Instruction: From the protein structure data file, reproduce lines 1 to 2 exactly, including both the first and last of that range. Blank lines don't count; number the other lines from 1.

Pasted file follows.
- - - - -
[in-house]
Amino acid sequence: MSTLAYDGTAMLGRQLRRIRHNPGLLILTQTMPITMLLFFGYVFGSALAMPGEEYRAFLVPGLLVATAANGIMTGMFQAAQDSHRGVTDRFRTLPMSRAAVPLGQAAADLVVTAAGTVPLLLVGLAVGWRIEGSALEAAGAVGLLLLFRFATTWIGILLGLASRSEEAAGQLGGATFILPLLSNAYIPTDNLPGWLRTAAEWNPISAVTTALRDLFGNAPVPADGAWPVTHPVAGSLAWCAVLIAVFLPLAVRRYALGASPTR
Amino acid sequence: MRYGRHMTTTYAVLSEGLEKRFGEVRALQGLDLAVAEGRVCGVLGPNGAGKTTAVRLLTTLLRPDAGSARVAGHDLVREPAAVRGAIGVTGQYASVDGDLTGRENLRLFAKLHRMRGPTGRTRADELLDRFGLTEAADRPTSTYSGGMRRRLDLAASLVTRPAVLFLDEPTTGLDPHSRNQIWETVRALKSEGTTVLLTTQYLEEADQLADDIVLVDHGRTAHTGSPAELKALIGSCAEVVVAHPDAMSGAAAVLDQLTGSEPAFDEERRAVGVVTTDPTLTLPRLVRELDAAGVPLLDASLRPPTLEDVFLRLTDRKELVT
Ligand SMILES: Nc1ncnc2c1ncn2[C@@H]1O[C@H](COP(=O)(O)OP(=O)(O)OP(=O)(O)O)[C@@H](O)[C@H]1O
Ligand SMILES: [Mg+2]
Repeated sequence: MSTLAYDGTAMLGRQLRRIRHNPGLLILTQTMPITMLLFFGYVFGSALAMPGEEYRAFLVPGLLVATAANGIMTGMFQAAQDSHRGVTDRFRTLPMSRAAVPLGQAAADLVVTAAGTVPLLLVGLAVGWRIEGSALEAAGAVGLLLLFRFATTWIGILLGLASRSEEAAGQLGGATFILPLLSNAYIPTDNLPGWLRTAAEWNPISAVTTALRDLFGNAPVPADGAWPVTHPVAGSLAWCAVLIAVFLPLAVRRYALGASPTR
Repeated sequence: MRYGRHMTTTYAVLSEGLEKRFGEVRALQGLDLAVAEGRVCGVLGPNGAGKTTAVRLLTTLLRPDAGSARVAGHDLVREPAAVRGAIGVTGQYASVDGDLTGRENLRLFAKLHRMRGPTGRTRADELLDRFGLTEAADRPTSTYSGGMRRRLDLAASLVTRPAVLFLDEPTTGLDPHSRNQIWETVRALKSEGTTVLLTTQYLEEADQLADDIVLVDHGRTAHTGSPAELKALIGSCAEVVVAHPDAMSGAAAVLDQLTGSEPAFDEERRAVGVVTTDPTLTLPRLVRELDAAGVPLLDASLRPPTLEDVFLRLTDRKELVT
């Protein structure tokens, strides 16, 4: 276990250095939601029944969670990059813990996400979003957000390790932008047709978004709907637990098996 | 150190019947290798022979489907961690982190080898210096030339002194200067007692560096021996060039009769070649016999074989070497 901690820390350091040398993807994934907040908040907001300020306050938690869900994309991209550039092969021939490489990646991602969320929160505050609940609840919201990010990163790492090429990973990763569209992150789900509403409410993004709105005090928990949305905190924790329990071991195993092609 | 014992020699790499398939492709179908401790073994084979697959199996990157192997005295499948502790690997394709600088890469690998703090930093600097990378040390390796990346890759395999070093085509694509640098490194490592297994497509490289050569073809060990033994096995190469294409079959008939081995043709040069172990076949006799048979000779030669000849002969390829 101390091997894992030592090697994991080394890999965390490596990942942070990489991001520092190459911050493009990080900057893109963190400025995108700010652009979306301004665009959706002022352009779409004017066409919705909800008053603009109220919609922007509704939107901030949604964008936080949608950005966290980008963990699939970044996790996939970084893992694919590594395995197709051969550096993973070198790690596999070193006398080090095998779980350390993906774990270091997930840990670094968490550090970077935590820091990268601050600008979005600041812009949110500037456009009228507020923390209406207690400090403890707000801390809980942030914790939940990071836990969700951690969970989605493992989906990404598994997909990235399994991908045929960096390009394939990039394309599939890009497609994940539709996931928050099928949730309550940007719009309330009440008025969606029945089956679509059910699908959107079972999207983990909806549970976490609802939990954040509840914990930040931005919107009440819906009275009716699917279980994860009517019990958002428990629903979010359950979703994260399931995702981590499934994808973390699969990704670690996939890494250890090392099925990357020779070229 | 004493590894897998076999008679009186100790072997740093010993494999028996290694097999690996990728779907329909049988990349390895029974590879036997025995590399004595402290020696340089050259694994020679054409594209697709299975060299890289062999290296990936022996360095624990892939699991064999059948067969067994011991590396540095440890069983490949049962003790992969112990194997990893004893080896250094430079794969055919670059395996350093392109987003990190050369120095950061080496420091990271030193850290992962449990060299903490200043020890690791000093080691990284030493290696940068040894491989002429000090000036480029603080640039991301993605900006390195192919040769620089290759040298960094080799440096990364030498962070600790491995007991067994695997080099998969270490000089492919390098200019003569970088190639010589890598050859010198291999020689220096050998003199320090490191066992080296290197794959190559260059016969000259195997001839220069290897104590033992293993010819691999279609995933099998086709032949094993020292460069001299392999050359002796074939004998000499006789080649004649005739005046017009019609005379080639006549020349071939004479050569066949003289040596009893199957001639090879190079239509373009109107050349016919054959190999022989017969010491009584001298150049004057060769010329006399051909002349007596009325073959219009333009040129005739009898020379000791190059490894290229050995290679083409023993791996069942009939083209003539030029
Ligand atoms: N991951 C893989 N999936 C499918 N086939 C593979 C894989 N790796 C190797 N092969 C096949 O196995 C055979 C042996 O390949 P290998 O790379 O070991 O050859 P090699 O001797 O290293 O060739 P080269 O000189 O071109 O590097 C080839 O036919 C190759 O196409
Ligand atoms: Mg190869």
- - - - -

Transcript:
[in-house]
Amino acid sequence: MSTLAYDGTAMLGRQLRRIRHNPGLLILTQTMPITMLLFFGYVFGSALAMPGEEYRAFLVPGLLVATAANGIMTGMFQAAQDSHRGVTDRFRTLPMSRAAVPLGQAAADLVVTAAGTVPLLLVGLAVGWRIEGSALEAAGAVGLLLLFRFATTWIGILLGLASRSEEAAGQLGGATFILPLLSNAYIPTDNLPGWLRTAAEWNPISAVTTALRDLFGNAPVPADGAWPVTHPVAGSLAWCAVLIAVFLPLAVRRYALGASPTR